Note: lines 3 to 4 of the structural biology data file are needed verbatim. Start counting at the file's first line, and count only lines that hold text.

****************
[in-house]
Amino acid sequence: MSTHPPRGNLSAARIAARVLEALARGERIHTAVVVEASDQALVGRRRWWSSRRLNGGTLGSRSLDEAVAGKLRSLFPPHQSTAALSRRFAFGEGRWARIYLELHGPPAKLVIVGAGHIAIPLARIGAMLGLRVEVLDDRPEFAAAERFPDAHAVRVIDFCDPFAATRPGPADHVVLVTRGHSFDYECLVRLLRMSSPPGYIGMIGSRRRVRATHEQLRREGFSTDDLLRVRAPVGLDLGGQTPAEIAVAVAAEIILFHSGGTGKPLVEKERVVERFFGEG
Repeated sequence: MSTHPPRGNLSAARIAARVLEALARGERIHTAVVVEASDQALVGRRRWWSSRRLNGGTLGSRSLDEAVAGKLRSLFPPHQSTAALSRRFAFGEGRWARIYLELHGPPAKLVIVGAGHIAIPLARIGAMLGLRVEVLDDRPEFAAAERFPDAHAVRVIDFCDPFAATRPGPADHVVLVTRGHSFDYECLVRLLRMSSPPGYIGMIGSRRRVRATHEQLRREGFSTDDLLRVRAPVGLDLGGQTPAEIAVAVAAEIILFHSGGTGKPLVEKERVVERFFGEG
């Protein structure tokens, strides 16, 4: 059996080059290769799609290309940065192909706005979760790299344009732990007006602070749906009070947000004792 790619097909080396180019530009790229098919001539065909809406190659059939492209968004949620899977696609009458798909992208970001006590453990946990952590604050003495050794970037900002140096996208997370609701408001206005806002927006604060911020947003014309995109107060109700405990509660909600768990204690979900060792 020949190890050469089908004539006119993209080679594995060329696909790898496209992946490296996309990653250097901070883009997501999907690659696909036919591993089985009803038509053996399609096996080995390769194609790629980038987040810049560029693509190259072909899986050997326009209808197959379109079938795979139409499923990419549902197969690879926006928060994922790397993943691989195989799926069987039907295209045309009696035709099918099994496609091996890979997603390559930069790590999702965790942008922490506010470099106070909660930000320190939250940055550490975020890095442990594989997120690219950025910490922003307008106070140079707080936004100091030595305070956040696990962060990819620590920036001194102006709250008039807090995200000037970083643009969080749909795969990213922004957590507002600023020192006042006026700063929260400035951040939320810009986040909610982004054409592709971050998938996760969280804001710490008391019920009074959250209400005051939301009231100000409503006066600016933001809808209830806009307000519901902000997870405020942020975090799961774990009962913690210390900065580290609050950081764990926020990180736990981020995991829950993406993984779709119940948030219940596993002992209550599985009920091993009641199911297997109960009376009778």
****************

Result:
Repeated sequence: MSTHPPRGNLSAARIAARVLEALARGERIHTAVVVEASDQALVGRRRWWSSRRLNGGTLGSRSLDEAVAGKLRSLFPPHQSTAALSRRFAFGEGRWARIYLELHGPPAKLVIVGAGHIAIPLARIGAMLGLRVEVLDDRPEFAAAERFPDAHAVRVIDFCDPFAATRPGPADHVVLVTRGHSFDYECLVRLLRMSSPPGYIGMIGSRRRVRATHEQLRREGFSTDDLLRVRAPVGLDLGGQTPAEIAVAVAAEIILFHSGGTGKPLVEKERVVERFFGEG
């Protein structure tokens, strides 16, 4: 059996080059290769799609290309940065192909706005979760790299344009732990007006602070749906009070947000004792 790619097909080396180019530009790229098919001539065909809406190659059939492209968004949620899977696609009458798909992208970001006590453990946990952590604050003495050794970037900002140096996208997370609701408001206005806002927006604060911020947003014309995109107060109700405990509660909600768990204690979900060792 020949190890050469089908004539006119993209080679594995060329696909790898496209992946490296996309990653250097901070883009997501999907690659696909036919591993089985009803038509053996399609096996080995390769194609790629980038987040810049560029693509190259072909899986050997326009209808197959379109079938795979139409499923990419549902197969690879926006928060994922790397993943691989195989799926069987039907295209045309009696035709099918099994496609091996890979997603390559930069790590999702965790942008922490506010470099106070909660930000320190939250940055550490975020890095442990594989997120690219950025910490922003307008106070140079707080936004100091030595305070956040696990962060990819620590920036001194102006709250008039807090995200000037970083643009969080749909795969990213922004957590507002600023020192006042006026700063929260400035951040939320810009986040909610982004054409592709971050998938996760969280804001710490008391019920009074959250209400005051939301009231100000409503006066600016933001809808209830806009307000519901902000997870405020942020975090799961774990009962913690210390900065580290609050950081764990926020990180736990981020995991829950993406993984779709119940948030219940596993002992209550599985009920091993009641199911297997109960009376009778």